Preaching tolerance without practice, sounds hollow

Murderous attacks on Shia Muslims in Pakistan and Iraq have resulted in about 43 deaths in Pakistan and 182 in Iraq. Hundreds more are wounded physically and thousands more emotionally. The agony of friends and relatives is heart wrenching.

Such murderous intolerance is just the latest, in wonton killings that have become common place in Pakistan. The norm in Pakistan and many other Muslim countries appears to be, to kill those, with whom one disagrees in religion or politics. Hindus were persecuted regularly before the breaking away of Bangladesh. Now they are such a miniscule minority, relegated to insignificance. Cold-blooded killers in Pakistan have killed Christians and Muslims such as Qadianis and Shias in the last few years all in the name of their convoluted brand of their religion.

Indonesia, that used to be and is peaceful and tolerant of its Hindu minority, caught the sectarian virus resulting in atrocities against Catholics in East Timor and other Muslims in Aceh. Algeria’s dictatorial secularists have murdered tens of thousands of innocent civilians in their fight with the equally murderous rebels fighting in the name of Islam. Sudan’s Islamic government can not bring peace to the southern marshy Animists by oppressing them.

In Iraq, in the wake of American invasion, they justify it for a debased reason of creating conditions untenable for American occupation. But that is where the internal gyroscope of humanity, decency and religious piety kicks in to completely rule out evil means to achieve any aim no matter how worthy it may seem. It is of some comfort that both Shia and Sunni clerics have jointly denounced the perpetrators of this evil.

Murderous intolerance is repugnant, but is even more repulsive when it is done in the name of religion, and finds justification in the demented minds of some of its followers. This perversity of belief must be opposed. It is always better if the opposition springs from within the community. It is more effective and conducive to thoughtful change.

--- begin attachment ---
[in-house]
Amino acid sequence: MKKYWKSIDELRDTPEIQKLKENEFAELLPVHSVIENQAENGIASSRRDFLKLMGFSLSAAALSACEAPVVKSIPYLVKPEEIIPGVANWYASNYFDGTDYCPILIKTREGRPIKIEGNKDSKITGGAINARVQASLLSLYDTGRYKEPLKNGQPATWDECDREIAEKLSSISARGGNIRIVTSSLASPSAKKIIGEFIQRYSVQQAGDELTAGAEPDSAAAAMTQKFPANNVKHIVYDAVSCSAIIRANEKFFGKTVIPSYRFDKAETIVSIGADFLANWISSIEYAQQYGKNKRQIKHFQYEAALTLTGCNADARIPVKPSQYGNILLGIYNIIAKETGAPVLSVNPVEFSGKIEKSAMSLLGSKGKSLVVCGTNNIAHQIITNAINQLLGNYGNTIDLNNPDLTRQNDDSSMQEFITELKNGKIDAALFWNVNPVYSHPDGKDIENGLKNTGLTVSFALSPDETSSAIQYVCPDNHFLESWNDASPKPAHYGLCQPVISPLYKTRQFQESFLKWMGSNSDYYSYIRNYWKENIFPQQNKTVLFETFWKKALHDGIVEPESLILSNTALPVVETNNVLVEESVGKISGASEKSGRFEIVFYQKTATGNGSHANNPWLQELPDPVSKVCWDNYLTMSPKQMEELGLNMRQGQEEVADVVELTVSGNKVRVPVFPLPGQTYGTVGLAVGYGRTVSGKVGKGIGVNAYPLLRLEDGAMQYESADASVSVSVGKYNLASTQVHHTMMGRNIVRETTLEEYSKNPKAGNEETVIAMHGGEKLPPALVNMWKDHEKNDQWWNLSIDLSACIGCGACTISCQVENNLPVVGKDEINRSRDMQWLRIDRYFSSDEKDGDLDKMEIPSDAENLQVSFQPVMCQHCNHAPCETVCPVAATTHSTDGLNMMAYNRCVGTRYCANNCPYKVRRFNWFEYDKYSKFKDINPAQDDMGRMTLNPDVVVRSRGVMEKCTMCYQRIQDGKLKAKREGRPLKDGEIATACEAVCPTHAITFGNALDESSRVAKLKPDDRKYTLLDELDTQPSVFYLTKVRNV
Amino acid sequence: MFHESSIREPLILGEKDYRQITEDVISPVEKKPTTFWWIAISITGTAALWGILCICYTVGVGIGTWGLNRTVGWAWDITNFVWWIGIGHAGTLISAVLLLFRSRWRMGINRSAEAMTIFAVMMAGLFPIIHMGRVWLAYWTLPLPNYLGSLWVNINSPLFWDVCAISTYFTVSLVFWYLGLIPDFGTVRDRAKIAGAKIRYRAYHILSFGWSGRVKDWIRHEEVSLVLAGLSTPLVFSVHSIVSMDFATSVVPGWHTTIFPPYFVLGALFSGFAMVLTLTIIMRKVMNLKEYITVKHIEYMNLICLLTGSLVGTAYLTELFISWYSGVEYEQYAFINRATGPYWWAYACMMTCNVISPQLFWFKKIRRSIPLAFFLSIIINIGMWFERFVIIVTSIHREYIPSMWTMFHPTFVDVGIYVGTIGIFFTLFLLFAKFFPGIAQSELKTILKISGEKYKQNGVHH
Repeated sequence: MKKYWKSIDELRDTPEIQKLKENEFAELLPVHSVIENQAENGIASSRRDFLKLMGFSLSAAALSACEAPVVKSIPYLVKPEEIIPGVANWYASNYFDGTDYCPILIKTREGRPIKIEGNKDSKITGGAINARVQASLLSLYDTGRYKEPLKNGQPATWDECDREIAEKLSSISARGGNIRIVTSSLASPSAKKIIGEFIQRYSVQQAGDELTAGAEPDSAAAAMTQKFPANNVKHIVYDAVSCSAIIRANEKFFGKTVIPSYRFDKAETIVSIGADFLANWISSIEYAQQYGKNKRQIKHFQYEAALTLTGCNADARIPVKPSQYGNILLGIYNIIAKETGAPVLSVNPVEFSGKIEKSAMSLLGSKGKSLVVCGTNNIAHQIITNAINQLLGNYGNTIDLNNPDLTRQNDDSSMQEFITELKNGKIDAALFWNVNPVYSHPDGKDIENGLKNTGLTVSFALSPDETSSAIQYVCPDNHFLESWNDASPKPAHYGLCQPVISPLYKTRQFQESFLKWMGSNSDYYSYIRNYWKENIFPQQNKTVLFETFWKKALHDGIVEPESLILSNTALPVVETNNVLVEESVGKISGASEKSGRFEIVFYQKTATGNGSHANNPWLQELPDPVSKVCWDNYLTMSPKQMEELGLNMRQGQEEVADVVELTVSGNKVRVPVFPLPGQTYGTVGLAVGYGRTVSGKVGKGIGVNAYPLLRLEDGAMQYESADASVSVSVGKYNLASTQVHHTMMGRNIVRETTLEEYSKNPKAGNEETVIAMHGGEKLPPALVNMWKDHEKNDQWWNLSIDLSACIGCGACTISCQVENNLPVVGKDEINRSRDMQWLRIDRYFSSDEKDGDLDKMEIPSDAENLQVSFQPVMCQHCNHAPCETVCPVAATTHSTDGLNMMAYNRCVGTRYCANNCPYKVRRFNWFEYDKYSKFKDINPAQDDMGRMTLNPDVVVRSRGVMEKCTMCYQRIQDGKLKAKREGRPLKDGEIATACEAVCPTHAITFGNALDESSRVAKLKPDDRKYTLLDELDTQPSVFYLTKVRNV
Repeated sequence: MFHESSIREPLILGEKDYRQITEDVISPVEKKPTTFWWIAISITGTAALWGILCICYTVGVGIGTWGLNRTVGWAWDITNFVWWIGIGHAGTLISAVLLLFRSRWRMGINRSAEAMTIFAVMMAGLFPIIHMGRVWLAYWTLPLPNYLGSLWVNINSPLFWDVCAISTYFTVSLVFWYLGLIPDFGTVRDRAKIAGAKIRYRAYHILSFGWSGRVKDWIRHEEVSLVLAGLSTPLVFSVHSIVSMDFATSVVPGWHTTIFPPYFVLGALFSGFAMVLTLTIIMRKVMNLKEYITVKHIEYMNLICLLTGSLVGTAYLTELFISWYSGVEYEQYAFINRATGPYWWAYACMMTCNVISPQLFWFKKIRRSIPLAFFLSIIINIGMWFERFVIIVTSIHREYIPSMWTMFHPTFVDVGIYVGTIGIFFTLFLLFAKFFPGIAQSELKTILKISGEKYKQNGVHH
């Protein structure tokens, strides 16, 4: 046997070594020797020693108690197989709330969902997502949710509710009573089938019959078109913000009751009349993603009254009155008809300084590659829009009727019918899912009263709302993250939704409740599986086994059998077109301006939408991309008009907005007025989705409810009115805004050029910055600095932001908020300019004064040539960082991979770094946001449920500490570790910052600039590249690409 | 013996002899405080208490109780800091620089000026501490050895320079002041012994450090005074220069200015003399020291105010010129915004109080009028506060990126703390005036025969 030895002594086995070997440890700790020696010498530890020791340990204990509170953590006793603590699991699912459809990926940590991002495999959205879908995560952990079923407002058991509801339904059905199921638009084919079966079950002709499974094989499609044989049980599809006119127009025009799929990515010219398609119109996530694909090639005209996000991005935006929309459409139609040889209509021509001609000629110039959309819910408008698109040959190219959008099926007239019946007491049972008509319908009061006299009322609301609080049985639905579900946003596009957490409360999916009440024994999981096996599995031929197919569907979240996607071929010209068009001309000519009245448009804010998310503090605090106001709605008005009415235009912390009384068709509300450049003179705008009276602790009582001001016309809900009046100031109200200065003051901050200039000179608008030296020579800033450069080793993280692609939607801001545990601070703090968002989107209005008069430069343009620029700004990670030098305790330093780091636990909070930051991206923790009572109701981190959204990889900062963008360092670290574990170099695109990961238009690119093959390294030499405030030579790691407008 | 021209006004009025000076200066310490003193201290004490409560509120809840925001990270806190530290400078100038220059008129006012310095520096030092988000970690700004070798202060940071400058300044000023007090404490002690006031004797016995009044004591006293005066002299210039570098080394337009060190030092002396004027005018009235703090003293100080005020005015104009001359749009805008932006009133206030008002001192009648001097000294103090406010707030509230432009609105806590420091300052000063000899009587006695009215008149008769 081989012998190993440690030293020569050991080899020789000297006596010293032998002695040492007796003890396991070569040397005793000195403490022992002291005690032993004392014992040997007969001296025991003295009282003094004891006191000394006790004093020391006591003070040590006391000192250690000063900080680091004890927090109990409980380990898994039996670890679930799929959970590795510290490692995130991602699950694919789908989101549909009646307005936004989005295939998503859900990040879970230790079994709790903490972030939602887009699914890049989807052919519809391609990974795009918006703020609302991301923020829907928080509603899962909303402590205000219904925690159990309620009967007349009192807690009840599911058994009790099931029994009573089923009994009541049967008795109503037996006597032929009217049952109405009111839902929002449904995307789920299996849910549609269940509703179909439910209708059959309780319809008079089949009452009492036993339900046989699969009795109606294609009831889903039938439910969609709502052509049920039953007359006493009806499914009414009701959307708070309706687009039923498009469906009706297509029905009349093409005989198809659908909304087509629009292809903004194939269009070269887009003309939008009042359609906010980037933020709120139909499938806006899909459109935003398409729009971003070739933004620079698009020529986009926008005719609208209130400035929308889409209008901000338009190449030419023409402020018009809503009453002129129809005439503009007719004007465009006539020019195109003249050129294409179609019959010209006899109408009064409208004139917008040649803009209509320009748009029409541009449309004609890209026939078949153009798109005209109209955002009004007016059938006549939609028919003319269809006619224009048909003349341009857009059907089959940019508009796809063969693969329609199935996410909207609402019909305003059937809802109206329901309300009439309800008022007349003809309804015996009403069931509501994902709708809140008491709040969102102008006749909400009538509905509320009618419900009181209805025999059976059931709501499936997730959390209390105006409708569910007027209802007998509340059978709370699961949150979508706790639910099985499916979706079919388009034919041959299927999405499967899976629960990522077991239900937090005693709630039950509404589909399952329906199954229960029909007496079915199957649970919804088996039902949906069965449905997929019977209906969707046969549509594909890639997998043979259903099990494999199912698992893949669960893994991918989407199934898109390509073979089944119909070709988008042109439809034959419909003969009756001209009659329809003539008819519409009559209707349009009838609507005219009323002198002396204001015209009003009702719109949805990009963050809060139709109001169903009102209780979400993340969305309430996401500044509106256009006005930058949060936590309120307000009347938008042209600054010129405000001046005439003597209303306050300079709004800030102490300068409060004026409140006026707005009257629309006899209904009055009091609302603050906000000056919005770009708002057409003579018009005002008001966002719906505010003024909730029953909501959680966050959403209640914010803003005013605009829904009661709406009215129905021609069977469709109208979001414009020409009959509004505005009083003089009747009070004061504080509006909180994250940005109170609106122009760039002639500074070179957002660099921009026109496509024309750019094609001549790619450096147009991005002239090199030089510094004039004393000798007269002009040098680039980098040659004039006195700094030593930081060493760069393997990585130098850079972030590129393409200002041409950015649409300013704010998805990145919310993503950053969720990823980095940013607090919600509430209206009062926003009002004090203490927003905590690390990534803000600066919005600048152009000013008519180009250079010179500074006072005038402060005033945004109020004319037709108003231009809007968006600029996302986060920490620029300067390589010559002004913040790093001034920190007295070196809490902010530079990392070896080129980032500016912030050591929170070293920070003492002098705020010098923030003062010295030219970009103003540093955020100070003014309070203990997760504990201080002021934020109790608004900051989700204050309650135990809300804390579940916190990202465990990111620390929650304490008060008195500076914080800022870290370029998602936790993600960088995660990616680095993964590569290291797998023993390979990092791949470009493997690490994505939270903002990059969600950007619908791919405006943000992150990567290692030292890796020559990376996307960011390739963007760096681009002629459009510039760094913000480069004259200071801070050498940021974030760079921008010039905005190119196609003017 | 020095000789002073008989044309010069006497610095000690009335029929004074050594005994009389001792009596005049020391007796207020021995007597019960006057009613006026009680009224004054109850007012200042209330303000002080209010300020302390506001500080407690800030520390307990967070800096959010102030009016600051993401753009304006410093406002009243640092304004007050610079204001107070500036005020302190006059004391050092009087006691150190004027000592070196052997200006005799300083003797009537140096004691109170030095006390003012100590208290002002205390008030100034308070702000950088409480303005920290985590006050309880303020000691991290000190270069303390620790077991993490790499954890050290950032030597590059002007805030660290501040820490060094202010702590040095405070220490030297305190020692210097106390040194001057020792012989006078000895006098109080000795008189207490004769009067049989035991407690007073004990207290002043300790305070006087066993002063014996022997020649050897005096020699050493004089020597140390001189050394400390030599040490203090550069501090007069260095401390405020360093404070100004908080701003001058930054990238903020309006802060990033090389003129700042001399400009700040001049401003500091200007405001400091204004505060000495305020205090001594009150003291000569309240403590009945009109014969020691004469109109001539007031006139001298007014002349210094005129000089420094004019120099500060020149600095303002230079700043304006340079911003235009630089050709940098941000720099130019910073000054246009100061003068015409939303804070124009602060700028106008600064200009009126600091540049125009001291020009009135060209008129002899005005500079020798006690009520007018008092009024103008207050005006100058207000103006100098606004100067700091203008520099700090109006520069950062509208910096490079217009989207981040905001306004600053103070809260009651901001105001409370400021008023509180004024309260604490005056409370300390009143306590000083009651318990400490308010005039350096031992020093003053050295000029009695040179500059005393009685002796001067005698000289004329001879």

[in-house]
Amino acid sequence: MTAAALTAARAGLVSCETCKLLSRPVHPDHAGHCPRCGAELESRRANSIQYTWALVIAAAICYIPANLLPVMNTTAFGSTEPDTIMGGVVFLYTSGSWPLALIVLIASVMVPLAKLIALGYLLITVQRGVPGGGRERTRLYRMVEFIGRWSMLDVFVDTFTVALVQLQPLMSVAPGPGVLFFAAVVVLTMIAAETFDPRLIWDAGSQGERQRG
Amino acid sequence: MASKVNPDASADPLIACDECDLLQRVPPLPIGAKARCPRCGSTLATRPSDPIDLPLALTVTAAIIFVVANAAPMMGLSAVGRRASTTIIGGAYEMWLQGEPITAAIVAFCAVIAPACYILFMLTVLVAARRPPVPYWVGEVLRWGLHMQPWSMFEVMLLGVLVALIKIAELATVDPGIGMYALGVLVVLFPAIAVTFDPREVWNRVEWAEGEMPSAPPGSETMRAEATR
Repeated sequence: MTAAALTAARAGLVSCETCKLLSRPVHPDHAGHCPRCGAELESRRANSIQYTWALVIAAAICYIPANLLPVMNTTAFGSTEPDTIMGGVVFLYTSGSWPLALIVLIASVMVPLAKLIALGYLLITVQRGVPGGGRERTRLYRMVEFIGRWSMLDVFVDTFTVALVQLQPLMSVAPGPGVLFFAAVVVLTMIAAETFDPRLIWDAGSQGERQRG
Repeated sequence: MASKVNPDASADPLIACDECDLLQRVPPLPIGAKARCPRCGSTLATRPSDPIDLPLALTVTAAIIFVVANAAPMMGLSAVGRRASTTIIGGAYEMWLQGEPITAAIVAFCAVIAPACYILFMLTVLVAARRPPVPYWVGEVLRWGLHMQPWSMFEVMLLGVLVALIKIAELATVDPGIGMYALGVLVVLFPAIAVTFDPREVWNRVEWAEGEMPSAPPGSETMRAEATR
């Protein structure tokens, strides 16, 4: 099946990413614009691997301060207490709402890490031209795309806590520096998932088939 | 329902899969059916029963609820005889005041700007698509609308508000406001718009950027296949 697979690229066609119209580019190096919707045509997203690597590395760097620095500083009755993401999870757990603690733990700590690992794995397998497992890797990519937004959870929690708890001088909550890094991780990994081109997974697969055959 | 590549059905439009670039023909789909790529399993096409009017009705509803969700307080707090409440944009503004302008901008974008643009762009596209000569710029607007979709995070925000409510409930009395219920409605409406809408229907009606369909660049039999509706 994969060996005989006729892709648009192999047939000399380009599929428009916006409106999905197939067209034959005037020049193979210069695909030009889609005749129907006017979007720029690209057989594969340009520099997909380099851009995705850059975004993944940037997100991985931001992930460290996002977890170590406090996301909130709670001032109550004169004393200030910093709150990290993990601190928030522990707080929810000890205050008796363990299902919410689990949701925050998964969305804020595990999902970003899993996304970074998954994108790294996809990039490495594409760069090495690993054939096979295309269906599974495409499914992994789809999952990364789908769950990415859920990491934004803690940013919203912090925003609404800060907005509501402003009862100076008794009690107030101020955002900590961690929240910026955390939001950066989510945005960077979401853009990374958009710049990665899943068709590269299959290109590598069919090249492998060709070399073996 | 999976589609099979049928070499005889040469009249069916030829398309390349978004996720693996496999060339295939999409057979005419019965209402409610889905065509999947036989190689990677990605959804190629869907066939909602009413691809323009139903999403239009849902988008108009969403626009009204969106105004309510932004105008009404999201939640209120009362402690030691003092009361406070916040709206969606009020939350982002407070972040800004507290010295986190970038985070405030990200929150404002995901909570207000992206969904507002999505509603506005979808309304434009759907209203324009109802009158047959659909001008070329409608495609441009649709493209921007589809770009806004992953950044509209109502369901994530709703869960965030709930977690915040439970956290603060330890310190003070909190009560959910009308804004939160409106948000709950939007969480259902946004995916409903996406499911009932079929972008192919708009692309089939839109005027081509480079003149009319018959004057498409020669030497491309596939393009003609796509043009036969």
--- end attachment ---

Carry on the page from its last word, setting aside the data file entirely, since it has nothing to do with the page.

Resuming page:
Paucity of reform and negation of such heinous forces from inside the community brings condemnation and pressure from outside. This gives an excuse to those resistant to much needed change to give a garb of debased nationalism to their evil acts and blame it on the real and imagined enemies from outside. Often it only helps to advance the agenda of those outside forces that are malicious towards Islam for their own vile reasons. These murderers are the enemies within that caricaturize a great religion and inadvertently help the enemies without.

In public discourse we never tire of pointing out that Islam stands for peace, mercy and compassion! Which it does! Such perverse behavior can not be just chalked out to a few bad apples, as are wont to occur in any society. When extreme becomes common the normative base of the society is severely injured. Such perversity of beliefs must be opposed by the civil society, especially one that claims a moral high ground.

Self-criticism is always painful, it is time to feel and welcome such pain. But all the words in my vocabulary fall short of the grief and anger I feel compounded by the dejection that Muslim populace has not already risen up to this challenge.

Most of us have genuinely felt the anguish of riots in India against Muslims and now the open season on Islam in the west. I have argued and written extensively about them, but all of them pale in comparison to the self-destructive plot these vulgar perpetrators hatch in the name of my religion.

Those who kill in the name of purity of their religion, only succeed in trawling it through the mud and bringing shame to those who labor towards the ideal of humanity that is sullied time and again.

It is time for Muslim all over the world, to denounce discriminations that Muslims in Muslim majority countries heap on the minorities. In the last couple of decades fascism has found a home in religious extremists all over the world including the US, India and Muslim countries. Those who do not stand up against such forces in their communities or find reactionary justifications for them are at best unwitting enablers and at worst stealthy helpers.

When others practice cruelty and mayhem against Muslims it hurts and we resist and fight against it. When Muslims do it, we need to fight even harder in the name of Islam, Humanity, and decency. We should condemn it, resist it and fight against it with even greater resolve. Otherwise our protestations sound hollow, because they are!